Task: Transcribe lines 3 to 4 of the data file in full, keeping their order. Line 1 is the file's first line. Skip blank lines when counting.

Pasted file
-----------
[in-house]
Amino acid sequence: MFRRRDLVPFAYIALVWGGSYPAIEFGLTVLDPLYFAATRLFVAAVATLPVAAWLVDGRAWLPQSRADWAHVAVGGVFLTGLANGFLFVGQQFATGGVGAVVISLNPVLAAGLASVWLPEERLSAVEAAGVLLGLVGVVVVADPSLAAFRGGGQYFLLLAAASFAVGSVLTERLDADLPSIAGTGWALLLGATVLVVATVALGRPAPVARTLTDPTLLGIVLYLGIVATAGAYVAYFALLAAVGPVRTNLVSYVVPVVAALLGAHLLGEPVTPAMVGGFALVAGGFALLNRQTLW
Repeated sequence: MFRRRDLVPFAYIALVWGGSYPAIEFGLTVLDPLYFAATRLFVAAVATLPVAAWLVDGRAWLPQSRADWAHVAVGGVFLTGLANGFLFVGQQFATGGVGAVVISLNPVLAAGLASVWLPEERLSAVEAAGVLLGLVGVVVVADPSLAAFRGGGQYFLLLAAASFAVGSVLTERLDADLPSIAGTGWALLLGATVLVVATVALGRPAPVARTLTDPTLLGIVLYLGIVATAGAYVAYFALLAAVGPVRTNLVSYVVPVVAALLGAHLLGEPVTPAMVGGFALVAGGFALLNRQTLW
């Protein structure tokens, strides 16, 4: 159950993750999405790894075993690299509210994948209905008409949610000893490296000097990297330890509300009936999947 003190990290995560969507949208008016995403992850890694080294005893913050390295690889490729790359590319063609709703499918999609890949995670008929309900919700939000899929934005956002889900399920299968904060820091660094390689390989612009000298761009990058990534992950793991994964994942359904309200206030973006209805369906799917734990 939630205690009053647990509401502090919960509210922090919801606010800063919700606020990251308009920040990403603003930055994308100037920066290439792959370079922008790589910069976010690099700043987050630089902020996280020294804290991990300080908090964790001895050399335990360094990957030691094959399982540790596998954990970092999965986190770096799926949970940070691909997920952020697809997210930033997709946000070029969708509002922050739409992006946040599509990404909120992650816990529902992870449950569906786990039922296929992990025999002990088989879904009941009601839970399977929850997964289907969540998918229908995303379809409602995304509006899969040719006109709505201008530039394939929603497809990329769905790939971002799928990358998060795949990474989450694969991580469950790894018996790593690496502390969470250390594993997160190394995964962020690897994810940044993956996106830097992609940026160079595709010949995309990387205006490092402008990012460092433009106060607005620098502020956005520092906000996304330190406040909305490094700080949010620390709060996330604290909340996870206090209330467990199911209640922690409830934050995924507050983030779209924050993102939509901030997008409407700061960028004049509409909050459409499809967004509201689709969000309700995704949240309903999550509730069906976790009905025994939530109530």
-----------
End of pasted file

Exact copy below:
Repeated sequence: MFRRRDLVPFAYIALVWGGSYPAIEFGLTVLDPLYFAATRLFVAAVATLPVAAWLVDGRAWLPQSRADWAHVAVGGVFLTGLANGFLFVGQQFATGGVGAVVISLNPVLAAGLASVWLPEERLSAVEAAGVLLGLVGVVVVADPSLAAFRGGGQYFLLLAAASFAVGSVLTERLDADLPSIAGTGWALLLGATVLVVATVALGRPAPVARTLTDPTLLGIVLYLGIVATAGAYVAYFALLAAVGPVRTNLVSYVVPVVAALLGAHLLGEPVTPAMVGGFALVAGGFALLNRQTLW
């Protein structure tokens, strides 16, 4: 159950993750999405790894075993690299509210994948209905008409949610000893490296000097990297330890509300009936999947 003190990290995560969507949208008016995403992850890694080294005893913050390295690889490729790359590319063609709703499918999609890949995670008929309900919700939000899929934005956002889900399920299968904060820091660094390689390989612009000298761009990058990534992950793991994964994942359904309200206030973006209805369906799917734990 939630205690009053647990509401502090919960509210922090919801606010800063919700606020990251308009920040990403603003930055994308100037920066290439792959370079922008790589910069976010690099700043987050630089902020996280020294804290991990300080908090964790001895050399335990360094990957030691094959399982540790596998954990970092999965986190770096799926949970940070691909997920952020697809997210930033997709946000070029969708509002922050739409992006946040599509990404909120992650816990529902992870449950569906786990039922296929992990025999002990088989879904009941009601839970399977929850997964289907969540998918229908995303379809409602995304509006899969040719006109709505201008530039394939929603497809990329769905790939971002799928990358998060795949990474989450694969991580469950790894018996790593690496502390969470250390594993997160190394995964962020690897994810940044993956996106830097992609940026160079595709010949995309990387205006490092402008990012460092433009106060607005620098502020956005520092906000996304330190406040909305490094700080949010620390709060996330604290909340996870206090209330467990199911209640922690409830934050995924507050983030779209924050993102939509901030997008409407700061960028004049509409909050459409499809967004509201689709969000309700995704949240309903999550509730069906976790009905025994939530109530």